Cycling on Sao Tome, by Gregor Heinric

Cycling on Sao Tome,

by Gregor Heinric

Sir / Madam:

I recently noticed a quite good WEB-entry on S.Tome residing on your WEB pages.

(i) You might wish to add an information that a symposium on STP was held at Cologne University (Germany) on April 7, 1995. All papers presented, mostly in German, some in Portuguese, were recently published in "ABP - Zeitschrift zur portugiesischsprachigen Welt" No.1, 1996 (Frankfurt : IKO)(ISSN 0947-1723)

(ii) Below please find a travel and country report that I wrote and that might be of interest to you.
Kind regards

G. Heinrich


Cycling on Sao Tome :

Land of the First Plantations and of the Last Slaves

(by Gregor HEINRICH*)

Flying out to the West African microstate of Sao Tome and Principe is not that easy. Not only are the two islands not shown on most living-room globes, but more often than not even seasoned travelers seem to be oblivious of a place which is roughly no more than twice the size of Andorra. Independent since 1975, the republic is now showing signs of waking from its latest Rip Van Winkle slumber.


The Airbus from Lisbon has deposited its passengers on the apron in the hot Sao Tome night. On the small baggage carousel - the minimum an airport requires to qualify as "international" - the bicycle completes a quick circuit, eliciting incredible amazement. The customs officials note down the make and ask whether it will be staying. Even before it has left the airport, people are already bidding. Not that there are no bikes on the island; but the recently imported and ever lovingly polished Chinese models are heavy and have no gears. Most of the cycles are still new and in the local currency, the dobra, would fetch the equivalent of about US$ 100, four times what a teacher earns in a month. On a bike you are not simply restricted to riding around the small capital, with its old, generously laid-out avenidas that have with time become bumpy and on which you rarely meet a car; in particular the island's main sites, the old plantations, known as rocas, are just a leisurely ride away.

It's only 12 km from the town up to the coffee hill, the Roca Monte Cafe, the only coffee plantation still in operation, at an altitude of 700 m. But you may well find yourself taking a whole day to get there. And when you do, it's worth riding and pushing your bike a little further, to a hotel with a fantastically clear view and, just beyond, in the rain forest, one of the many waterfalls on the island.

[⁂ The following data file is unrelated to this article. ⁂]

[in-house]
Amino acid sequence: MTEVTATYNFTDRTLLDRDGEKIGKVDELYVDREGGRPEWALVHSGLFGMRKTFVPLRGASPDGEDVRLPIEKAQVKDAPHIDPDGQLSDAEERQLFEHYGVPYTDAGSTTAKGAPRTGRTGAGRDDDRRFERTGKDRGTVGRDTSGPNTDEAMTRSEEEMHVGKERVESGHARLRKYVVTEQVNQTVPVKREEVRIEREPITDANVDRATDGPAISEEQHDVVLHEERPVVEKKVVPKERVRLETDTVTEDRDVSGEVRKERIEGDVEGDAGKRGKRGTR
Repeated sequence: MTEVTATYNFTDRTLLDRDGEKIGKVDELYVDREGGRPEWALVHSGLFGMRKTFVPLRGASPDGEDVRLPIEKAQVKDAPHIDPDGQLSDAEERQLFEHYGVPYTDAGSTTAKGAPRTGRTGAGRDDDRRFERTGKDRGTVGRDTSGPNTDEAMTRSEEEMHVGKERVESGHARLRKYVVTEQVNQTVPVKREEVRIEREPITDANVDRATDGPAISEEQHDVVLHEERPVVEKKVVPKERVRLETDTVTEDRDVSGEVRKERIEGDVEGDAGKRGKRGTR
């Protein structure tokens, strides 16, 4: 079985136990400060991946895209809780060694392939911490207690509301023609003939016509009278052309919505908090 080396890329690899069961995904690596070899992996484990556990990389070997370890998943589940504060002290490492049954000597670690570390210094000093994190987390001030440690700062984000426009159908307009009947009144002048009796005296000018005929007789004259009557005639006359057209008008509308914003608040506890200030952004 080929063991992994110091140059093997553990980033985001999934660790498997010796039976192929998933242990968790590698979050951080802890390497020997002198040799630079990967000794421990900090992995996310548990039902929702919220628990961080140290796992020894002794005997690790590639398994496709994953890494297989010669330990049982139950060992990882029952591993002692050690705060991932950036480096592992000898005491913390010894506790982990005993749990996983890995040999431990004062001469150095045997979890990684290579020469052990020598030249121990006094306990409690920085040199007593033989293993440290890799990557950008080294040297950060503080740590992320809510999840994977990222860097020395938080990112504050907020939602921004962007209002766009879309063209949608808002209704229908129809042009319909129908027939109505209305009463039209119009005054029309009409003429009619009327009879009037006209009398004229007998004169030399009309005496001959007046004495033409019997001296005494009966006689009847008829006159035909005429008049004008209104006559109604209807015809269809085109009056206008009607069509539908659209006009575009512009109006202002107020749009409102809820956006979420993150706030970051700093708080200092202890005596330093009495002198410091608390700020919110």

The subsequent descent is terrifyingly quick. >From Sao Tome the road climbs slowly to Trindade, 7 km away. Along the route, the Portuguese-built houses increasingly give way to the traditional abodes, built on stilts to protect them from the tropical downpours. Most of the people get around on foot, smartly dressed if on the way to work or, like many children, barefoot if they belong to the not so well-off.

At streams there are always women busy doing the family laundry. The soap they use is manufactured with coconut oil and soda on the island, one of the few domestic consumer products. In the grass along the banks, I discover, as previously seen on many a torso, not only faded Michael Jackson T-shirts but also new garments sporting the image of Bill and Hillary Clinton. What initially appears to be skilful propaganda proves to be merely old throw-away campaign garb which, via many middlemen, ended up in Libreville in Gabon. There the shirts are subsequently bought up by retailers, with dollars obtained on the market square in Sao Tome from foreigners and bundled to the mainland in small boats.

Trindade itself may be just a hamlet in our eyes, but it is still the second-largest town on Sao Tome. A parish was founded here as early as 1508, and when Dutch pirates stormed the town of Sao Tome around 1640, causing much destruction, Trindade was even a diocesan town for a year. Today the island's President has his residence on a hill overlooking the place. The blue-painted house, with its wonderful view of the ocean and the small island's peaks, which rise to above 2,000 m, was once occupied by the Governor of the colonial power of Portugal.

Beyond Trindade, the road leads through the tiny settlement of Batepa. Like all the towns and villages, it has a small open festival arena. As I rode past, the teachers were being taught mathematical set theory on the stage and, alongside, in an improvised classroom, small children were brooding over big numbers. The school building proper was being freshly painted.

In the festival arena itself I am addressed by Felipe. From there he guides me through more than just small fields, past medicinal and magical herbs, about each of which he has a tale to tell. We meet Pedro, the palm-wine extractor, who each day draws about five litres of sweet juice from the tops of his palms. He has taken a lease on ten of the trees. For three months he can extract the juice which - through fermentation in the open air - becomes palm wine, known as vim pema.

Felipe then also takes me to see his uncle. The torture scars on his legs are vestiges of the electric shocks endured during the 1953 uprising. At the time, the rumor arose that the colonialists wanted to force the native population into working on the land. The rebellion was bloodily suppressed: some 1,000 blacks and one white man fell victim to the "Massacre of Batepa".


A much gentler ride is afforded by the barely perceptible gradient of the road leading up to Guadalupe, to some of the old plantations which in former times were the source of the country's wealth, bestowing schools, roads, water and health care. Admittedly, it was not colonialist sweat which soaked the earth in that period. Nevertheless, there is no denying the beauty of the lordly mansions of these nostalgically dilapidated estates, with their whitewashed columns, houses in blue or yellow against a tropical backcloth, a lasting reminder of injustices which were proclaimed to the world so loudly that on many a plantation the owners responded with the construction of almost palatial hospitals.